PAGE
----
“With a goal of helping the Monmouth Medical Center’s Cancer Services Program, the program was able to donate $20,000 thanks to the generous support of our donors,” Mrs. Clemente said.
Current coach Mike Clemente said there was no financial goal for this year’s event. He said it raised “nearly $2,000” in its first year.
“Being able to raise and give back any money to this cause is always a great thing,” he said. “Every dollar counts. The dollars will go to a great cause that can benefit a lot of people.”
Current coach Clemente, treated by Dr. Seth Cohen, said he is in good health.
“Everything is great,” said Clemente, 34, and a former Central athlete. “Another scan came back two weeks ago and everything is totally clear. I have been cancer free for nearly 14 months and I am starting to feel like myself again. I am under no diet restrictions. My doctor said, ‘Be yourself.’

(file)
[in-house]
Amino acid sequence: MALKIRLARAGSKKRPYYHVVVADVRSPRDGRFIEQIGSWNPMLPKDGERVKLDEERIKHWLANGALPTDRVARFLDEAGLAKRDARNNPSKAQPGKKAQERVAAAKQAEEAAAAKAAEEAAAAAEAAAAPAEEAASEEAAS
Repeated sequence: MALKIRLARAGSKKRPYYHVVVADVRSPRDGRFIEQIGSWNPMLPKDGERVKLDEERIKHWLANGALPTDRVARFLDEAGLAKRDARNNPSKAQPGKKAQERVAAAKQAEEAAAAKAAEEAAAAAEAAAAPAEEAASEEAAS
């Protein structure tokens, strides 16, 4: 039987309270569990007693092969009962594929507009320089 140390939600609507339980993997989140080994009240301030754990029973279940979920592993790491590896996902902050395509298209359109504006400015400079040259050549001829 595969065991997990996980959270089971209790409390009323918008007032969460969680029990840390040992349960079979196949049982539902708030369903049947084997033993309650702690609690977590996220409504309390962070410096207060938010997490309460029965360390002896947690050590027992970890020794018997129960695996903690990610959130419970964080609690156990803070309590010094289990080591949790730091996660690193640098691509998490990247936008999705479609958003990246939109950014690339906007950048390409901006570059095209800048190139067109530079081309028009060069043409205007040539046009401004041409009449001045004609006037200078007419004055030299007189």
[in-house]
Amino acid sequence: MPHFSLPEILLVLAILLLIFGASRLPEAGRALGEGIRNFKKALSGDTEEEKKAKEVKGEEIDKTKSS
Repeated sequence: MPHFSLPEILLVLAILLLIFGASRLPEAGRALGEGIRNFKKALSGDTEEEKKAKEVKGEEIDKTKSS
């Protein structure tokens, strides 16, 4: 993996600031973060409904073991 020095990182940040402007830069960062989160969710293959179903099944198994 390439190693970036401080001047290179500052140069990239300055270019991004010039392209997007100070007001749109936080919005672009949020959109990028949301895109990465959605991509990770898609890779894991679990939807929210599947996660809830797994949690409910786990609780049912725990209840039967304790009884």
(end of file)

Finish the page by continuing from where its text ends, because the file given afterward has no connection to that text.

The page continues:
“Last year, I had a lot less energy. Now, I do everything I have always done. Basketball has always been my number one passion outside of my family (Clemente is married and the father of a small child). I can always dig deep to find the energy to get the job done.”
Clemente said his illness is often on his mind.
“It is something I constantly think about,” he said. “I have a positive mentality about everything. I try to be a good person. All of that other stuff will take care of itself.”
The retired coach Clemente said the news of his son’s illness was tough to take.